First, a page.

To point out that the library’s opening in 2016, after almost nine years, was later than promised is to miss the point that its opening lagged the opening of the luxury hotel, restaurants and condos by more than a year or what that, in turn, said about the NYPL’s priorities in making the library into a real estate deal.]        
Klinenberg (continued):  In Brooklyn, where estimates for repairing the borough's sixty branch buildings top $300 million, the public library board tried to sell the historic, heavily used Pacific Library branch in Boerum Hill to real estate developers, only to withdraw the offer because of fierce neighborhood protests. Soon after, the board voted to sell the land rights to the Brooklyn Heights Library for $52 million, so that another developer could build a thirty-six-story, mixed-use tower that, as in Manhattan, would include a new library, considerably smaller than the current one. Once again, neighbors protested, but this time for naught. The Brooklyn Borough Board approved the sale in early 2016.
[Our comment: Again, Klinenberg promotes the believability of the repair figure that “leadership” trotted out to sell libraries they were intentionally underfunding to have an excuse to sell these valuable assets.  Klinenberg notes the “fierce” opposition to the sale of the Pacific Library, but somehow again, by his account, never noticed our Citizens Defending Libraries leadership in the fight?   Once again, Klinenberg describes the sale of the central destination Business, Career, and Education Federal Depository Brooklyn Heights Library in downtown without noting that it was the second biggest library in Brooklyn, recently expanded and fully upgraded, or how much below its value it was sold for, for less than its tear down value of that of a vacant lot in what was criticized as pay-to-play deal for campaign contributions to the mayor.  He doesn’t lay it out for non-New Yorkers or indicate that, $52 million aside, the library sale will, just like Donnell, actually net far less than that gross figure he gives.  This time, Klinenberg does say that the new library will be “considerably smaller,” (about 40% of what it was), but he doesn’t note the loss of books, the discontinuation of the Business, Career, and Education plus Federal Depository functions banished from the site, and he doesn’t note that, again, like Donnell, the public will be pushed more underground.  Again, he notes the protests and, once again we must wonder how he professes to be unaware that we led them.  Mention of us would, of course, have the consequence of leading people into a more informed state of affairs.]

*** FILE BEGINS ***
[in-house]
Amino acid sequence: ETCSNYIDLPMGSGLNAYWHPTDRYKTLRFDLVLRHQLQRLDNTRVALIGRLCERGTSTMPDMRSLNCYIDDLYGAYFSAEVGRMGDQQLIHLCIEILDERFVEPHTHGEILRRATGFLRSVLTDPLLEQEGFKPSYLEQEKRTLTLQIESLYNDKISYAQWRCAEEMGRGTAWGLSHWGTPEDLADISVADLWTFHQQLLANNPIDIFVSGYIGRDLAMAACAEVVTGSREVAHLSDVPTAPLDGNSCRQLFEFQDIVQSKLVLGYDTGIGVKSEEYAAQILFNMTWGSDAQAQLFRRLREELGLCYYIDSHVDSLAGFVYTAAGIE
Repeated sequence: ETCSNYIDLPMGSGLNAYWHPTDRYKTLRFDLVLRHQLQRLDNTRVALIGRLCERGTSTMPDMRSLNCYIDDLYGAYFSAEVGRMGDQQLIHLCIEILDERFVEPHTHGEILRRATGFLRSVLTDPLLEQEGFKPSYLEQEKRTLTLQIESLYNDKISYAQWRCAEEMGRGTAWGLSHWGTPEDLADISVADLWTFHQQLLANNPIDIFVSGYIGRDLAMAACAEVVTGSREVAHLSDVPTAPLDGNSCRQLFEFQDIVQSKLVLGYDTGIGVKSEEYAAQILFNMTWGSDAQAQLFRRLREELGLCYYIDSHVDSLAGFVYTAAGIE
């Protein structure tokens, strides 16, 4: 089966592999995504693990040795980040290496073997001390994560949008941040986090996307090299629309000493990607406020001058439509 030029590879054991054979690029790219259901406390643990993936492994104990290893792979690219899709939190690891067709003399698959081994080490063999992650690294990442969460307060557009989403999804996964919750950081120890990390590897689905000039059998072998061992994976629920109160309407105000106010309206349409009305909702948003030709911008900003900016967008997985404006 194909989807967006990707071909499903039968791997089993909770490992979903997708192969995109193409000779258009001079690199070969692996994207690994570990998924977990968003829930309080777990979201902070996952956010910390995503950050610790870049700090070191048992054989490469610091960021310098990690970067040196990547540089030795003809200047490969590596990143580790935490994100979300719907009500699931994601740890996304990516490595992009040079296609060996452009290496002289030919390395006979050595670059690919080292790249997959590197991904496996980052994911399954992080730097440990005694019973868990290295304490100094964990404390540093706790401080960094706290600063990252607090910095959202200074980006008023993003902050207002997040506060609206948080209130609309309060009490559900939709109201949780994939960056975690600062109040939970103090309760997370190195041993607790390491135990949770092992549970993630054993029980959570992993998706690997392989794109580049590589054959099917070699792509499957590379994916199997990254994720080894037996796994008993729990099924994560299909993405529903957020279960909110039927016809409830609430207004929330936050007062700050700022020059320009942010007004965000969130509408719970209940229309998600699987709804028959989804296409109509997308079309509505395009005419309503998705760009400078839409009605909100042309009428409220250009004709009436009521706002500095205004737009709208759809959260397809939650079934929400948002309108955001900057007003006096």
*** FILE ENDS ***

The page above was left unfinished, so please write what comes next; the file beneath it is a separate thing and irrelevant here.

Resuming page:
Klinenberg (continued): The fiscal crisis in the New York Public Library has had more immediate consequences too. Between 2008 and 2013, New York City cut the library system's operating funds by $68 million, resulting in a 24 percent drop in staff hours. A century ago, most branch libraries were open seven days a week; today, most are closed on Sundays, which have always been popular days for immigrants, blue-collar workers, and families to visit. No other institution can fill the void.

[Our comment: There is no reason for the libraries to be underfunded, especially when they are a top public priority and cost relatively little to fund.  Mr. Klinenberg writes as if he does not recognize the games that are being played here, dangerous ones at that.  If underfunding of the libraries is allowed to work as an excuse to sell libraries then that underfunding will persist as long as the real estate industry and its allies still want libraries to be sold.]